After a wildly successful Kickstarter campaign in 2014 that raised $2.4 million, Hello is today announcing that the Sense sleep tracker is shipping for Kickstarter backers and pre-orders of the devices.
Sense is a sleep tracker with a difference; instead of demanding you wear a device or asking you to leave your phone under the pillow, Sense is made up of a base unit that lives on your bedside table and a small “pill” that attaches your pillow to track movement during the night.
The device also has a number of sensors onboard so it can provide recommendations about how you could improve your sleep; it measures sound, light, temperature, humidity and air quality with no interaction required.
Over time, Sense learns from your sleeping patterns and the data it gathers to offer a complete picture of how you sleep. When you turn out the lights at night, Sense checks your room and will glow green if everything is good, yellow if something isn’t right and orange if you need to make a change.
The device also acts as a smart alarm clock, waking you up at the lightest part of your sleep schedule which is scientifically proven to make you feel more refreshed.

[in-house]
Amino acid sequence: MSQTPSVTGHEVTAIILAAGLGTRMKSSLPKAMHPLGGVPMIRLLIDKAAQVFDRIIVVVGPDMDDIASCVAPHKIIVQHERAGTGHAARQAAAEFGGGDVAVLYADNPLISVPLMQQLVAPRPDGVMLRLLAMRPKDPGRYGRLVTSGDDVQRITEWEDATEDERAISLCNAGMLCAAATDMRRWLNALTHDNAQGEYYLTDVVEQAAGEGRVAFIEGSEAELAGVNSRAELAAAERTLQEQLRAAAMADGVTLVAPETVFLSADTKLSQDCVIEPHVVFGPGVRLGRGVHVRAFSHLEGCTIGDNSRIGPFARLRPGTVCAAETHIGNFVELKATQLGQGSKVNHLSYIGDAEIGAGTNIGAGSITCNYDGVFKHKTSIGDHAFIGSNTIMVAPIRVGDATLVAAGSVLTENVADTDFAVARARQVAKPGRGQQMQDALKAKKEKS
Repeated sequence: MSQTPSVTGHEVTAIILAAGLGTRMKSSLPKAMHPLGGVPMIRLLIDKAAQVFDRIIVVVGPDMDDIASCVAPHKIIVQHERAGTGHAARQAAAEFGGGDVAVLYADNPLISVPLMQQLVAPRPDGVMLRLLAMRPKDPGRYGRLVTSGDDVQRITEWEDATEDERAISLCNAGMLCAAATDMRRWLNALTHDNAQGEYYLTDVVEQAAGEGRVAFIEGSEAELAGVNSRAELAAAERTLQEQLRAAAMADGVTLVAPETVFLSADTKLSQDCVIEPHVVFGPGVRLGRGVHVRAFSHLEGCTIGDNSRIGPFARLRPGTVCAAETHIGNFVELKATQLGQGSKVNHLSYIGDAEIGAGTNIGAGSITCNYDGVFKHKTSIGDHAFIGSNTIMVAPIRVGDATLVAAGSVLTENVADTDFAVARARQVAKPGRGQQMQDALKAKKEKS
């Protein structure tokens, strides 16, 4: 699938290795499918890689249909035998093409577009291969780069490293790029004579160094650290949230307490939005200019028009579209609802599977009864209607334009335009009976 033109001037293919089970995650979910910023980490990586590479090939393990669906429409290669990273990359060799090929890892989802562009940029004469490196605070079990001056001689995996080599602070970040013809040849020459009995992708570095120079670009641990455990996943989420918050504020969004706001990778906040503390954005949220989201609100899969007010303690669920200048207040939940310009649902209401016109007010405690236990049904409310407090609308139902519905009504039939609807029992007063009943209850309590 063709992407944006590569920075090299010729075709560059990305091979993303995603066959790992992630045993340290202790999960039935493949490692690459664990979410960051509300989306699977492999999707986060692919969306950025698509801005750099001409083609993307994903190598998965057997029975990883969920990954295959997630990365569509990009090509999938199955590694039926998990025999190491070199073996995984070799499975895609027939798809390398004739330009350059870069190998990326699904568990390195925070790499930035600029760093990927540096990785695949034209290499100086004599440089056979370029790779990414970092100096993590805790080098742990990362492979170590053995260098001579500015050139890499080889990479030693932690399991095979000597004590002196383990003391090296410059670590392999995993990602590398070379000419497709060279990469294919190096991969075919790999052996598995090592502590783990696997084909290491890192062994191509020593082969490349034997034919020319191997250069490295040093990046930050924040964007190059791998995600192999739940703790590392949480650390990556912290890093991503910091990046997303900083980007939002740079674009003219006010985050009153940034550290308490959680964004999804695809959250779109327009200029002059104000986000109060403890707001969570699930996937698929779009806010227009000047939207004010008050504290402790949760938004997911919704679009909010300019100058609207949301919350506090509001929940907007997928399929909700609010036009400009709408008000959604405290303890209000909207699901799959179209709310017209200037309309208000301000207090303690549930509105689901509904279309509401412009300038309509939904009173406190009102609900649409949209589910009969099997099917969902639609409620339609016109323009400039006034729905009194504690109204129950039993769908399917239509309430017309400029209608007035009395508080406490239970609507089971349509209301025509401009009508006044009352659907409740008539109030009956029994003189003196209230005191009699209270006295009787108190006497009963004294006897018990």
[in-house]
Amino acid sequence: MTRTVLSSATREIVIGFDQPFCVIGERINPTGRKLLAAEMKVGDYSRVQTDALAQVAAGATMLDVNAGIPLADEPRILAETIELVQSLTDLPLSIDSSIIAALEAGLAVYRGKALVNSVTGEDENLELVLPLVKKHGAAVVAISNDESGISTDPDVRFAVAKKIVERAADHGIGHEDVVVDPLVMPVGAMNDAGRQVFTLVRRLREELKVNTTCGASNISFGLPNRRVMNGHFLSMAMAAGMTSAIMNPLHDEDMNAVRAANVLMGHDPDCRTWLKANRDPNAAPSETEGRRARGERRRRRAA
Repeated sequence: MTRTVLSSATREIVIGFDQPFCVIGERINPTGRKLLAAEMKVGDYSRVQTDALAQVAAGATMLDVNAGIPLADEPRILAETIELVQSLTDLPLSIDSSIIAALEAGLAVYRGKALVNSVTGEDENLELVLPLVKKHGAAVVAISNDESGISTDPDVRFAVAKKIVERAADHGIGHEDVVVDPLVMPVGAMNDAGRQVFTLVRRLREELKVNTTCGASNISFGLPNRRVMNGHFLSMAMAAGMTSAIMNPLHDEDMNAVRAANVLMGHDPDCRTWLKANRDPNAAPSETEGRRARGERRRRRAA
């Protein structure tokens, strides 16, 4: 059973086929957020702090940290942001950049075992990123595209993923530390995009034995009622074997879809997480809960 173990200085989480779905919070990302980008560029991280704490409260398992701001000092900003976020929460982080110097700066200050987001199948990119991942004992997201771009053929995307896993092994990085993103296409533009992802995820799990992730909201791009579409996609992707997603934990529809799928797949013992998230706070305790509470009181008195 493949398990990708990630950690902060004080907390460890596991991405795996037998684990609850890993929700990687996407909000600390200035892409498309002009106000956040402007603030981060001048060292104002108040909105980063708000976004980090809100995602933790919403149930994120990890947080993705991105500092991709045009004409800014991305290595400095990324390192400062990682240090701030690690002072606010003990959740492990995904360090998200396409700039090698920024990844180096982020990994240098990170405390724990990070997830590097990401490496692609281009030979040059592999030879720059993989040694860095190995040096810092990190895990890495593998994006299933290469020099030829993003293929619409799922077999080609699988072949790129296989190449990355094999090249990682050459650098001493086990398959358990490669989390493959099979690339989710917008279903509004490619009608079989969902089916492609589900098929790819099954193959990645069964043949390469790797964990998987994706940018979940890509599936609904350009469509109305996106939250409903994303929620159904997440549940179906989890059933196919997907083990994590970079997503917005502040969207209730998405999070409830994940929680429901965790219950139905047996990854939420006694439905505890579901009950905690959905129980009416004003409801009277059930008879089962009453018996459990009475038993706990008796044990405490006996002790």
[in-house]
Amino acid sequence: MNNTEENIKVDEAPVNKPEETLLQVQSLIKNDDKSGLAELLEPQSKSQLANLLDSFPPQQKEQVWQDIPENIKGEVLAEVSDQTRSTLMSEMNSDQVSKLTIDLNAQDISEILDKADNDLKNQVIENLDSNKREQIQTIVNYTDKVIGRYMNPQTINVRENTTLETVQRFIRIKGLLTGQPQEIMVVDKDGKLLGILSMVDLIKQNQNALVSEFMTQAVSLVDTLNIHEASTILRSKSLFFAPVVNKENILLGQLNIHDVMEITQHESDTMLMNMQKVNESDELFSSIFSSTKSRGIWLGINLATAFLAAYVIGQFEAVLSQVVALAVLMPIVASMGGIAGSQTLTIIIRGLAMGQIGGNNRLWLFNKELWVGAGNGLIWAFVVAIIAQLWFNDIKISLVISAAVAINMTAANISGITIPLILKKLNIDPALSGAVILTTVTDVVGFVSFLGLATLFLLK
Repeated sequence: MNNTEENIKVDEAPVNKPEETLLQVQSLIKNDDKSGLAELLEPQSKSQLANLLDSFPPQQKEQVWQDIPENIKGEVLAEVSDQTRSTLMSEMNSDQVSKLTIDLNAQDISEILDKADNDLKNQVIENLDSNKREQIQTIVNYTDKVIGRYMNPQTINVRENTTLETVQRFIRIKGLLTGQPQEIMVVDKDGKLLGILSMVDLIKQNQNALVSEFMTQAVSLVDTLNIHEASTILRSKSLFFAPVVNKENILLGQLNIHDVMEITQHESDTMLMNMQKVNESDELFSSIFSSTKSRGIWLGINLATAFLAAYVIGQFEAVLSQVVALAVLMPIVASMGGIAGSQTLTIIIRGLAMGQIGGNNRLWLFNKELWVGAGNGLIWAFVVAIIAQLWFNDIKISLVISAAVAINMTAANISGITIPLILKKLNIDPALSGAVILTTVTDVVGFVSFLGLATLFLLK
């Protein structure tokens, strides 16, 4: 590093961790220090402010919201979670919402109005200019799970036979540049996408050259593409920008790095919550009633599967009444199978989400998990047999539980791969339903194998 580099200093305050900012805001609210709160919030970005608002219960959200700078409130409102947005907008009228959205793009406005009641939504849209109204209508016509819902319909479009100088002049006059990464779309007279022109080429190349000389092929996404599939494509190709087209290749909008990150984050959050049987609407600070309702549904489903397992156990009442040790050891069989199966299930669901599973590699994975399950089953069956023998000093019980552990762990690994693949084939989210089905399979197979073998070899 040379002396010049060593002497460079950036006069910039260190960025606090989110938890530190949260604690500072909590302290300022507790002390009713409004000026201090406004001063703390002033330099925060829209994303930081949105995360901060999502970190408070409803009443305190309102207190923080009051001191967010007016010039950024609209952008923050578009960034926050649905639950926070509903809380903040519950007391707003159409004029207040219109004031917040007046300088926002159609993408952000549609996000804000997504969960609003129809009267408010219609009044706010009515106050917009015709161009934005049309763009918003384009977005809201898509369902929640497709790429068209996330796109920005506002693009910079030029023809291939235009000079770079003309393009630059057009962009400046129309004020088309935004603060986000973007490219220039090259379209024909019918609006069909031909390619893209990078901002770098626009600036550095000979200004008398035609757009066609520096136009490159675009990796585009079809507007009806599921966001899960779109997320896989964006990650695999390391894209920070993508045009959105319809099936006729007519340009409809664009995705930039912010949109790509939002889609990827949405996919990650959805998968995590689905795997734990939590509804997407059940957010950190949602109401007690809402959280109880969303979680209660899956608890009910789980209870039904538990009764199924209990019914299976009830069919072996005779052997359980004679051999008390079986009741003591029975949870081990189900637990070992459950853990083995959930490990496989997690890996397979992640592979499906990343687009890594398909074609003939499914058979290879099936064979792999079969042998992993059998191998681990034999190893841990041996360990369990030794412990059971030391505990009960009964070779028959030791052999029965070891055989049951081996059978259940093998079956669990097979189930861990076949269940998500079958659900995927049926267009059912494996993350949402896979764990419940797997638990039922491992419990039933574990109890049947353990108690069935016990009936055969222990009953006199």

TNW spoke with James Proud, CEO at Hello, about the Sense launch and asked what it was like to launch a product through Kickstarter. He told us that “it was pretty crazy” but meant that the company could “go from no customers to 30,000 in a month.”
Proud said that the company launched on Kickstarter because it wanted to “be able to have a group of people that are very engaged and care a lot about the product.”
Sense as a product actually changed during the crowdfunding process because of this; Originally the sleeping pill that attaches to your pillow needed replacing every 12 months, but after questions from the community, Hello worked to build a version with a replaceable battery instead.
Proud told us that Sense went from not being a product to shipping to customers in just 10 months, which is “unheard of considering everything that’s been done.” The team at Hello is numbers 30 people at time of writing, which makes actually building and delivering the finished device all the more impressive.
➤ Sense [Hello]
Published February 24, 2015 — 12:00 UTC